Results: The PIE treatment was successful in each case. No morbidity arose from the treatment. By the midpoint in our study, because of the success of this treatment, no patient required hospitalization for impaction. The results led the researchers to conclude that “pulsed irrigation enhanced evacuation has been in our experience a simple, quick, and effective treatment for severe fecal impaction.”
Use of pulsed irrigation evacuation in the management of the neuropathic bowel
Goal of Study: This study sought to determine the safety and efficacy of the pulsed irrigation evacuation (PIE) procedure to manage neuropathic bowel for people with spinal cord injury. In the study, 398 PIE procedures were successfully conducted in both in-patient and out-patient settings.
Results: In the outpatient setting, 162 procedures were performed on four outpatients on a regular basis. These patients could not develop an effective bowel routine with the standard digital stimulation, suppositories, or mini enemas. No correctable pathology was found in these patients to explain the failure of the traditional methods. Two of these received their inpatient rehab during the time of the study, and two were referred from the outpatient SCI clinic due to longstanding failed bowel routines. All procedures were effective and tolerated well. In the in-patient setting, 63 procedures done in the SCI population. 20 patients required only one procedure and 11 required procedures on multiple occasions. Two of these patients required four procedures while an inpatient and eventually went on to be long term users of the PIE due to ineffective bowel routines. Of the 63 procedures, 29 (46%) were done for an ineffective bowel routine, 22 (35%) were done for symptomatic impactions, 12 (19%) were done for asymptomatic impactions.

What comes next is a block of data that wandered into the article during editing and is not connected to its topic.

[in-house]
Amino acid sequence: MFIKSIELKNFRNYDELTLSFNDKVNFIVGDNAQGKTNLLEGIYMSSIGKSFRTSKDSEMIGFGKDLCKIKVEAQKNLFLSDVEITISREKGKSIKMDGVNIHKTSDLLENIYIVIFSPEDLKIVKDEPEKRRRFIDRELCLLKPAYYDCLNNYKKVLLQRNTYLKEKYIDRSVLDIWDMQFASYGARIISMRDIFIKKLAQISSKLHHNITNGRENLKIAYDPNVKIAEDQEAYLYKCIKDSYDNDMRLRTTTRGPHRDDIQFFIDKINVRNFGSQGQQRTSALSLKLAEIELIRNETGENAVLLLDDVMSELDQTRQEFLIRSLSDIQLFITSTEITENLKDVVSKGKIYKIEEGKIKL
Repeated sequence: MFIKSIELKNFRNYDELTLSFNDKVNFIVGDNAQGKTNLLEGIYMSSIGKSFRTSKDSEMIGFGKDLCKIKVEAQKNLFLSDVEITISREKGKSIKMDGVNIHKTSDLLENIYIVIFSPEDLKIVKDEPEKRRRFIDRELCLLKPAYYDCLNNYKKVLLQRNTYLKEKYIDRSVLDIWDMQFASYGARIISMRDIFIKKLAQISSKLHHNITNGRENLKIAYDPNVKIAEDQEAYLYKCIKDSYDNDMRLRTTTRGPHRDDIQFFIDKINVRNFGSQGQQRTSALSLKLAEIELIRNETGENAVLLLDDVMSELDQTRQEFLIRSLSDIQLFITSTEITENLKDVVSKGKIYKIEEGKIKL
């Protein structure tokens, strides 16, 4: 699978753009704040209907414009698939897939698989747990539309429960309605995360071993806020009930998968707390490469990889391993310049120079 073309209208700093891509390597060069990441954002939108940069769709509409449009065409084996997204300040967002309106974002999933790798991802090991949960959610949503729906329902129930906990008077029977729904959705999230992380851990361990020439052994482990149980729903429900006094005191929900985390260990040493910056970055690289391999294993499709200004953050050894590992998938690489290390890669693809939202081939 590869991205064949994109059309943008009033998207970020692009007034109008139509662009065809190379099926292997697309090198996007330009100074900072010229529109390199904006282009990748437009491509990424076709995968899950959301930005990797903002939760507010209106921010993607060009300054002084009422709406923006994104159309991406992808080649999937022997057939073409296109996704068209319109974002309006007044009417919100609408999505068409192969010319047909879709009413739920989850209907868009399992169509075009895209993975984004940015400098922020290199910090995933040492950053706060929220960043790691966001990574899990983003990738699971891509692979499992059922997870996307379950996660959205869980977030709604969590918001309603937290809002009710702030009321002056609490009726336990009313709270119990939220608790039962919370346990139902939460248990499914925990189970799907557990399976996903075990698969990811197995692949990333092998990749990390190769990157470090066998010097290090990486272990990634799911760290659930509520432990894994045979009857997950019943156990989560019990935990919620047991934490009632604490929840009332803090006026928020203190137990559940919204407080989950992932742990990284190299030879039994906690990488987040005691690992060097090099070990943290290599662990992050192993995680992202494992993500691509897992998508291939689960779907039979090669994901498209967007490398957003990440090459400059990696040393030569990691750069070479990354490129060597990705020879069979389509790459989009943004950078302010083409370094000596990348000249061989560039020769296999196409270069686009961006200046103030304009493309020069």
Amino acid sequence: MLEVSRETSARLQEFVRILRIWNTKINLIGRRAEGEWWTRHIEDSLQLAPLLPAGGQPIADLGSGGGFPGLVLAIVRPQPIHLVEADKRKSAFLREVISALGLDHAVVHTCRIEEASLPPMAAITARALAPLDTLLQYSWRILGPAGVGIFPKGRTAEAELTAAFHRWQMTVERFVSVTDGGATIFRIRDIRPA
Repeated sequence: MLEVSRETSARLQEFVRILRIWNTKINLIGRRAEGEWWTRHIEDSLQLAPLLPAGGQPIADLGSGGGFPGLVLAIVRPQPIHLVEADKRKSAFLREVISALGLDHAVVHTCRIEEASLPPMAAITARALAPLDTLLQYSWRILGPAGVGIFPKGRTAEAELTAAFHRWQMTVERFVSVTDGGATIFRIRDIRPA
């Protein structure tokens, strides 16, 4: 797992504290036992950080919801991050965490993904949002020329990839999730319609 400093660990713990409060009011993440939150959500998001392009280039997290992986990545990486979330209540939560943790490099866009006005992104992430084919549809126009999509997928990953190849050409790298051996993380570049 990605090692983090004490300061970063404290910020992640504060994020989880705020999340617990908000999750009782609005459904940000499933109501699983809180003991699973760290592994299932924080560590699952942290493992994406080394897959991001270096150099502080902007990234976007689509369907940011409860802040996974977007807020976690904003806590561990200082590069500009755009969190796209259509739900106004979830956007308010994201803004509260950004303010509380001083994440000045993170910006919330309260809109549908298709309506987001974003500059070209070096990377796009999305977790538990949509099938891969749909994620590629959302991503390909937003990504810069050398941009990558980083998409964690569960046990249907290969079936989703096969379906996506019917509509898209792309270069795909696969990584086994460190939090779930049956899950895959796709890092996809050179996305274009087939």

New treatment for rectal impaction in children: an efficacy, comfort, and safety trial of the pulsed-irrigation enhanced-evacuation procedure
Goal of Study: This clinical trial assessed comfort, efficacy, and safety of the pulsed irrigation evacuation (PIE) procedures in children. In the study, the children ranged in age from 4 to 15 years old with chronic constipation, encopresis, and rectal impaction. No sedation or anesthesia was required for any of the patients.
Results: The results showed that in 78% of the procedures, at least 50 percent of the feces was removed from the colon due to the PIE procedure as assessed by abdominal X-ray. Additionally, no water intoxication, hyponatremia, hypokalemia, or hypophosphatemia was found after the procedure. Overall, the study concluded that PIE is safe, effective, and comfortable for children.
Pulsed irrigation enhanced evacuation: New method for treating fecal impaction
Goal of Study: The goal of this study was to determine if pulsed irrigation evacuation (PIE) can assist patients with neurogenic impairment to clear fecal impactions. This study included patients with cerebrovascular accidents, spinal cord injuries, Parkinson’s disease, and head injuries.
Results: No patients reported pain, and patients with diabetes did not become hypoglycemic. This study concluded that the PIE product is safe and effective on an array of patients with neurogenic bowel secondary to spinal cord trauma or neurologic condition. https://pubmed.ncbi.nlm.nih.gov/1929815/